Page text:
Fifty years ago next weekend a Hillman saloon pulled off the N96 near the village of Lurs, about 75 miles from Aix. It was a stifling Provençal afternoon and the car's occupants, the distinguished British scientist Sir Jack Drummond, his wife Ann, and their 10-year-old daughter Elizabeth, decided to camp out for the night by the banks of the river Durance.
Within hours they became the centre of one of France's most troubling criminal puzzles, variously shot and clubbed to death. The tragic demise of the Drummonds is a murder mystery that has fired the public imagination for half a century.
It was not just the victims' renown and the consequent fuss across the Channel: Sir Jack, a 61-year-old former professor of biochemistry at London University, had been knighted for his exceptional work in nutrition during the second world war and was a senior researcher at the Boots laboratory in Nottingham.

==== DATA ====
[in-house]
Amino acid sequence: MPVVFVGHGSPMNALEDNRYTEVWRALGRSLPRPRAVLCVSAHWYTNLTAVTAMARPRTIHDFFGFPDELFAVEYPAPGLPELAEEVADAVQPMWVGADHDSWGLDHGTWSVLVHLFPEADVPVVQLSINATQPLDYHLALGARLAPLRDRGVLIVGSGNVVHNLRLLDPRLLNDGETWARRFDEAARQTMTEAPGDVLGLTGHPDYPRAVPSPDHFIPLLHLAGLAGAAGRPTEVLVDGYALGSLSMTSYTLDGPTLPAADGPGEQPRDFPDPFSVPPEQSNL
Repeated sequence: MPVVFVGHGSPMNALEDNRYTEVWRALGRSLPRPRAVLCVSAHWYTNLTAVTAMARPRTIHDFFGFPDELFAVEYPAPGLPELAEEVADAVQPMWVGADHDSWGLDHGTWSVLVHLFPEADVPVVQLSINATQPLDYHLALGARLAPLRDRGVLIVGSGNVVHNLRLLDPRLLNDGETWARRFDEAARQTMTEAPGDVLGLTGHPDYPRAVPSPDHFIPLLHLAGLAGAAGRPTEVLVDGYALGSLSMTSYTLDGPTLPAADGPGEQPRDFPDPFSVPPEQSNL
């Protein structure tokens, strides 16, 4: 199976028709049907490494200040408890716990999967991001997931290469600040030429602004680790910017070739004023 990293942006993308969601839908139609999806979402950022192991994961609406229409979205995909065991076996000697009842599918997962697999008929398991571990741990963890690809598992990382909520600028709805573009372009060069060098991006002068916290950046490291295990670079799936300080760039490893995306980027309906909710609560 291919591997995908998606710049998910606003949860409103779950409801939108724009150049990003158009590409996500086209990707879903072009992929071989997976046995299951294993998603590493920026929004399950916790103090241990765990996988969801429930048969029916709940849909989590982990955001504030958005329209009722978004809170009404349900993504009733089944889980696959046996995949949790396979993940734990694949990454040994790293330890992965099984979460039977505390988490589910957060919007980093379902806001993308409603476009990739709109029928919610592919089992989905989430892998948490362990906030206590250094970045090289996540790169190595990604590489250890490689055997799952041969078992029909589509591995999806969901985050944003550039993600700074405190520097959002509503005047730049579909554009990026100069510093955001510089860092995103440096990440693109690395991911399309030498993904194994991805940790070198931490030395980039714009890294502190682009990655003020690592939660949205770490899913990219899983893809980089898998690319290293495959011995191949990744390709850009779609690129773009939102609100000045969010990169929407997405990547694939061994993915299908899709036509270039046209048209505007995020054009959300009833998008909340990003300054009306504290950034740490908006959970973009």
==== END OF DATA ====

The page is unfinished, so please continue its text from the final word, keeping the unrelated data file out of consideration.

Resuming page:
Nor was it the unlikely and altogether too handy perpetrator fingered by the police and convicted 18 months later: Gaston Dominici, a 75-year-old peasant farmer whose smallholding was the nearest property to the scene of the crime, was a pillar of the local community.
No, it was the many key questions that remained unanswered. What was Dominici's motive? Where did the murder weapon, a battered US army Rock-Ola carbine, come from? What of the unidentified men seen on the road? And was Sir Jack, as Fleet Street soon began claiming, rather more than just an eminent scientist?This case has obvious similarities with the murders of Saad al-Hilli and his family in France earlier this week. (I had a journalist on the phone today hoping to be put in touch with the psychologist who has been interviewing the little girl found in the car. Don't you just love the tabloid press?)
The murder of the Drummonds was the subject of a BBC East Midlands documentary last year - you will find a video of it at the bottom of that page.
The blogger would like to thank his Mum for telling him about this case.